So, here’s an interesting question. If a population is underserved, and possibly not even coming into the library in the first place, how do we serve them? Or, maybe they are coming in and we are not quite sure how to best meet their needs.
There are always opportunities to ask unique populations what is most important to them and then work to break down barriers in order to serve people well. On today’s show, I talk Dr. Bobbie Bushman, Assistant Professor at the Emporia State University School of Library and Information Management.
She has a strong background in serving populations such as the deaf community, incarcerated individuals, children with disabilities, homeschoolers, and homeless individuals. She shares the importance of serving underserved populations and provides ways that we all can initiate this focus, which ultimately benefits the whole community.
How do we increase motivation in the workplace? If we, ourselves, or those around us do not feel satisfied it’s incredibly hard to provide consistently high-level service in our libraries.
Today I talk with Dr. Lauren Hays, Assistant Professor of Instructional Technology at the University of Central Missouri. She shares excellent information about models for motivation and what they indicate for how we operate.
In this episode we gain useful insights about intrinsic and extrinsic motivators, and even learn practical applications for things like how we can use on-boarding and effectiveness in meetings to motivate our teams. Enjoy the show!
What is toxic leadership and how does it play out in library settings? And why was I, as a podcast host and leader of a library, nervous to talk about this? Research shows that 65% of librarians have experienced toxic leadership in the workplace. In our “librarian-culture-of-nice” this is not always a comfortable topic.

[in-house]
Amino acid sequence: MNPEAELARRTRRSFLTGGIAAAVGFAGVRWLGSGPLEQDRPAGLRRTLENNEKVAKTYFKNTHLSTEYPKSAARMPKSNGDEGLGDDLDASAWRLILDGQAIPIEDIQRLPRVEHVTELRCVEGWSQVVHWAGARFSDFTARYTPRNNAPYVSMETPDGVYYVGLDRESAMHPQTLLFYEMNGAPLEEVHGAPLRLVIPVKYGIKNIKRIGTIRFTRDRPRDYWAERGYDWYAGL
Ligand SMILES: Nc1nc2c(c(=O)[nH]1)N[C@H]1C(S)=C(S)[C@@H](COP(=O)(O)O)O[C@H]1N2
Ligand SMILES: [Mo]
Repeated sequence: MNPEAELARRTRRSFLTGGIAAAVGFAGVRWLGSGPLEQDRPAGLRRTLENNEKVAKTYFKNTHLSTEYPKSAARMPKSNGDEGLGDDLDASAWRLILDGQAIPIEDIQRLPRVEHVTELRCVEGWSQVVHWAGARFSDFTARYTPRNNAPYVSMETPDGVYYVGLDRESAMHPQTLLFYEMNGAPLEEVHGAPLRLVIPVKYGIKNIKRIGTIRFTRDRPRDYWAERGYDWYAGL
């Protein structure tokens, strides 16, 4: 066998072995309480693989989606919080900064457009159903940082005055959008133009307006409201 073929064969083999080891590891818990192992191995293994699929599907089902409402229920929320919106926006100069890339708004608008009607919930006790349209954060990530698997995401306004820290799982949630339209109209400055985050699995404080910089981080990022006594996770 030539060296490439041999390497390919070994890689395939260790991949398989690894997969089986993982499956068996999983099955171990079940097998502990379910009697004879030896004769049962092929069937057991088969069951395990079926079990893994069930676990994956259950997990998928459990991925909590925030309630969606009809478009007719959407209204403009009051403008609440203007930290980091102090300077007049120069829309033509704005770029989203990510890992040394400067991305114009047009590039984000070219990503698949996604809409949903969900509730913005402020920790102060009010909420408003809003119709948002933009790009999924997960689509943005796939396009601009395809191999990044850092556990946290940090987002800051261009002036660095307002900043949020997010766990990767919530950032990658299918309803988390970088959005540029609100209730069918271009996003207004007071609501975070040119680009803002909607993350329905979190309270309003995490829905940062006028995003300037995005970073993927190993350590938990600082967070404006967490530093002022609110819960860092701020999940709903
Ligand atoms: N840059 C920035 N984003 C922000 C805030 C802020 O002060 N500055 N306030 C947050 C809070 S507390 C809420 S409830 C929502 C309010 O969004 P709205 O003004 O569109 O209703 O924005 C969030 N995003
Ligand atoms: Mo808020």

Libraries are a positive force in our culture and should be in the workplace, as well. On this episode of Library Leadership Podcast, I talk with Dr. Alma Ortega, tenured librarian at the University of San Diego Copley Library and author of the book Academic Libraries and Toxic Leadership. She teaches us about the characteristics of organizational toxicity.
Learning about this often-sensitive subject helps us start a conversation in the library profession to inoculate our institutions against the pitfalls of toxic leadership.
We all want to feel positive and engaged in the workplace. However, have you ever wondered how you can actually wake up on Monday morning excited to go to work, as well as foster this same excitement in those around you? On today’s podcast, we talk with Fatima Doman author of the book Authentic Strengths.
She teaches us how we can create improved happiness and effectiveness in the workplace using positive psychology that capitalizes on our unique strengths. If we work in ways that utilize what we do best, we really can feel excitement about our jobs and appreciate the attributes that our colleagues bring to the table. Fatima shares a system to Explore, Empower, and Engage with our strengths to increase personal effectiveness and create success in our libraries.